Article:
Back when I was practicing law in Wichita Falls, Texas, a divorce client of mine described her husband thusly:
That man is useless as tits on a boar hog.
She didn’t say it to be funny. She just talked like that.
Now much as I’d like to work that phrase into conversation — I can think of a number of people who fit that description — it would be obvious that I was saying it on purpose to get a laugh. I can talk Texan, but that particular expression would still sound wrong coming from me.
Besides I’d probably have to explain it to city folk who don’t know “boar” is the term for a male hog. (Also a male raccoon, btw.)
Explaining the context is one of the problems with an expression I do use regularly when another driver does something stupid on the highway:
Where’d you get your driver’s license, Sears and Roebuck?
To understand that line, you have to know that Sears was once Sears and Roebuck, and that even if you lived 100 miles from the nearest wide place in the road (an expression meaning a place with a gas station, grocery store, maybe a post office, and not much else) you could order anything anyone could possibly need out of the Sears and Roebuck catalog. Including, at one point, a house to put it all in.
It also helps to know that there was a time when you didn’t have to take a test for a driver’s license.
Now I remember the Sears catalog, even though we lived outside of Houston and did most of our shopping in stores. I don’t remember the time before driving tests — in fact, I remember taking driver’s ed in school in preparation for mine — but I know my father never had to take one.
I suspect that expression doesn’t make any sense to people who do all their mail order business online. The world has shifted. It still expresses my feelings for those drivers, though.
Another expression I actually use depends on an understanding of the cultural difference between New York and Texas (though with the rapid urban growth in Texas, that cultural difference is more myth than reality these days). Talking of something that is about to happen very quickly, one says:
In a New York minute.
Believe me, a New York minute is much less than 60 seconds long. In fact, I once found a great definition of it: a New York minute is the period of time between the moment the light turns green and the first car behind you honks.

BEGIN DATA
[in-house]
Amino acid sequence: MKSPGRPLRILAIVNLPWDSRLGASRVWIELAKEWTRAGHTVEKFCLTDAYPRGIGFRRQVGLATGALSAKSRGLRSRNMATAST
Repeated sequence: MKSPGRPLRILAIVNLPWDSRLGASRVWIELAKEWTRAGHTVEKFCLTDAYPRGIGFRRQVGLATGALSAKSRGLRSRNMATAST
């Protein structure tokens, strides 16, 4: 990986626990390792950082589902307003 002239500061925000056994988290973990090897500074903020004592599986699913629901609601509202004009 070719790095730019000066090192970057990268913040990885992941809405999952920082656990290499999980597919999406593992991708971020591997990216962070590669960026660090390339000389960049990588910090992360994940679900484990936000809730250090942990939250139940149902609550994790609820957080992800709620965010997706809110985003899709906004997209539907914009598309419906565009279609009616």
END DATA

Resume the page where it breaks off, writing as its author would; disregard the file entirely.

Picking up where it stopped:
There’s another expression from my Wichita Falls days that I wish I could work into conversation, one that explains why it gets so damned cold there:
There’s nothin’ between here and the North Pole ‘cept a barbed-wire fence, and it’s usually down.
Anyone who has ever lived on the Great Plains knows what I mean: the north wind just comes whipping down, and even as far south as Wichita Falls, it chills your bones.
And obviously a barbed-wire fence (I was in college before I realized it was “barbed-wire,” not “bob-wire,” which is how it’s said) is not much protection even when it isn’t down.
It’s an extremely accurate description.
I saw another great expression the other day on the World’s Most Dangerous Beauty Salon, a professional political organization that demonstrates the humor necessary to survive as a Texas liberal:
In truth, he got beat so badly that he has to unzip his pants to see out.
(This was said about Rick Perry’s debate performances. You can read the whole thing here.)
I may be able to figure out a way to work that one into conversation. Though Juanita Jean, proprietor of the Beauty Salon, did point out in an earlier post that at least one editor didn’t understand it. Seems to me the meaning is obvious.
Colorful expressions aren’t limited to Texas or even the South. In fact, my favorite insult is French:
Comment va Mademoiselle votre mere?
Which sounds like a polite way of asking someone how their mother is, except for that devastating “Mademoiselle” in there. It’s such a nice way to call someone a bastard. (And yeah, I know there are some missing accents in there, but I’m too lazy to put them in and anyway I always had trouble in French class remembering which ones went where.)
So what are some of your favorite expressions, dated or not, in English or otherwise? I’d like to expand my collection and maybe find a few more I can use.
Flashes of Illumination, a collection of my short-short fiction, is now available here from Book View Cafe. This 52-story ebook collects the flash fiction I published weekly during the first year of Book View Cafe, and adds in a few later stories as well.
My novella Changeling remains available as an ebook through Book View Cafe. It’s a coming of age story.
Both books are $2.99 and available in four DRM-free formats: mobi, epub, prc, and pdf.